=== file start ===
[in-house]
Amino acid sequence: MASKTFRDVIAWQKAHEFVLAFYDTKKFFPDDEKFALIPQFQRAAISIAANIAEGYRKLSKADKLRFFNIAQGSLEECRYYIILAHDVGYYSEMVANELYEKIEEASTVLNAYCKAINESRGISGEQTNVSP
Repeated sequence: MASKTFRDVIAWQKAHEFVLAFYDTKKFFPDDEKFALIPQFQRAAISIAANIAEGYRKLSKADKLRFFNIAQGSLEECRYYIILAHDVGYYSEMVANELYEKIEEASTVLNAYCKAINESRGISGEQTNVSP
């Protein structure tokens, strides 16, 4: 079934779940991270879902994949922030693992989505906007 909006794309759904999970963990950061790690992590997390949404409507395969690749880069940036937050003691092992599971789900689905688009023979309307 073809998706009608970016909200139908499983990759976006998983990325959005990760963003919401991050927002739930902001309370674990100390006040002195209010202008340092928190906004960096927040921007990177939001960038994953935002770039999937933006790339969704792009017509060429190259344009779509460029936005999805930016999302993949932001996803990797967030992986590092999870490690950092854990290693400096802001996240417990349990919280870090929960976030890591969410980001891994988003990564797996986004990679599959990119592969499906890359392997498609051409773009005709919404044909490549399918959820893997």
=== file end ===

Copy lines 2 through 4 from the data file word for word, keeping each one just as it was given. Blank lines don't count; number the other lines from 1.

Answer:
Amino acid sequence: MASKTFRDVIAWQKAHEFVLAFYDTKKFFPDDEKFALIPQFQRAAISIAANIAEGYRKLSKADKLRFFNIAQGSLEECRYYIILAHDVGYYSEMVANELYEKIEEASTVLNAYCKAINESRGISGEQTNVSP
Repeated sequence: MASKTFRDVIAWQKAHEFVLAFYDTKKFFPDDEKFALIPQFQRAAISIAANIAEGYRKLSKADKLRFFNIAQGSLEECRYYIILAHDVGYYSEMVANELYEKIEEASTVLNAYCKAINESRGISGEQTNVSP
């Protein structure tokens, strides 16, 4: 079934779940991270879902994949922030693992989505906007 909006794309759904999970963990950061790690992590997390949404409507395969690749880069940036937050003691092992599971789900689905688009023979309307 073809998706009608970016909200139908499983990759976006998983990325959005990760963003919401991050927002739930902001309370674990100390006040002195209010202008340092928190906004960096927040921007990177939001960038994953935002770039999937933006790339969704792009017509060429190259344009779509460029936005999805930016999302993949932001996803990797967030992986590092999870490690950092854990290693400096802001996240417990349990919280870090929960976030890591969410980001891994988003990564797996986004990679599959990119592969499906890359392997498609051409773009005709919404044909490549399918959820893997």